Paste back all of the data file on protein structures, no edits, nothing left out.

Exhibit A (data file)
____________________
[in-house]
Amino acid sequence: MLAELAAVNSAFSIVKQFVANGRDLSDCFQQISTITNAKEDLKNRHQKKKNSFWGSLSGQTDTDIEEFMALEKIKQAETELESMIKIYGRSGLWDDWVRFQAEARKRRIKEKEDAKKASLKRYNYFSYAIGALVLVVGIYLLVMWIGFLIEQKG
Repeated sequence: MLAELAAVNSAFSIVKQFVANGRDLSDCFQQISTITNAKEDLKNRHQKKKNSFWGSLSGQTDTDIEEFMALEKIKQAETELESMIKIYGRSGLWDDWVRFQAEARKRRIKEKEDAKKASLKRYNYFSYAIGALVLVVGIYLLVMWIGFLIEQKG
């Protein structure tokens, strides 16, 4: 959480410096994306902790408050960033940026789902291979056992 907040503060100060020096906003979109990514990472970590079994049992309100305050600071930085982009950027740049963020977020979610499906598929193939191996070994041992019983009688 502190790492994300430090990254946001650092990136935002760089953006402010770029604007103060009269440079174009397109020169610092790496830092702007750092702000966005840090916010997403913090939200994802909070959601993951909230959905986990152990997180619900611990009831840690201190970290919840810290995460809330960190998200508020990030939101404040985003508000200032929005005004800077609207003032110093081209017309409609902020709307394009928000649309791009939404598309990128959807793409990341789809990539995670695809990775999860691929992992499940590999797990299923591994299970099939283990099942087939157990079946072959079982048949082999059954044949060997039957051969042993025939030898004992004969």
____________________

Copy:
[in-house]
Amino acid sequence: MLAELAAVNSAFSIVKQFVANGRDLSDCFQQISTITNAKEDLKNRHQKKKNSFWGSLSGQTDTDIEEFMALEKIKQAETELESMIKIYGRSGLWDDWVRFQAEARKRRIKEKEDAKKASLKRYNYFSYAIGALVLVVGIYLLVMWIGFLIEQKG
Repeated sequence: MLAELAAVNSAFSIVKQFVANGRDLSDCFQQISTITNAKEDLKNRHQKKKNSFWGSLSGQTDTDIEEFMALEKIKQAETELESMIKIYGRSGLWDDWVRFQAEARKRRIKEKEDAKKASLKRYNYFSYAIGALVLVVGIYLLVMWIGFLIEQKG
């Protein structure tokens, strides 16, 4: 959480410096994306902790408050960033940026789902291979056992 907040503060100060020096906003979109990514990472970590079994049992309100305050600071930085982009950027740049963020977020979610499906598929193939191996070994041992019983009688 502190790492994300430090990254946001650092990136935002760089953006402010770029604007103060009269440079174009397109020169610092790496830092702007750092702000966005840090916010997403913090939200994802909070959601993951909230959905986990152990997180619900611990009831840690201190970290919840810290995460809330960190998200508020990030939101404040985003508000200032929005005004800077609207003032110093081209017309409609902020709307394009928000649309791009939404598309990128959807793409990341789809990539995670695809990775999860691929992992499940590999797990299923591994299970099939283990099942087939157990079946072959079982048949082999059954044949060997039957051969042993025939030898004992004969």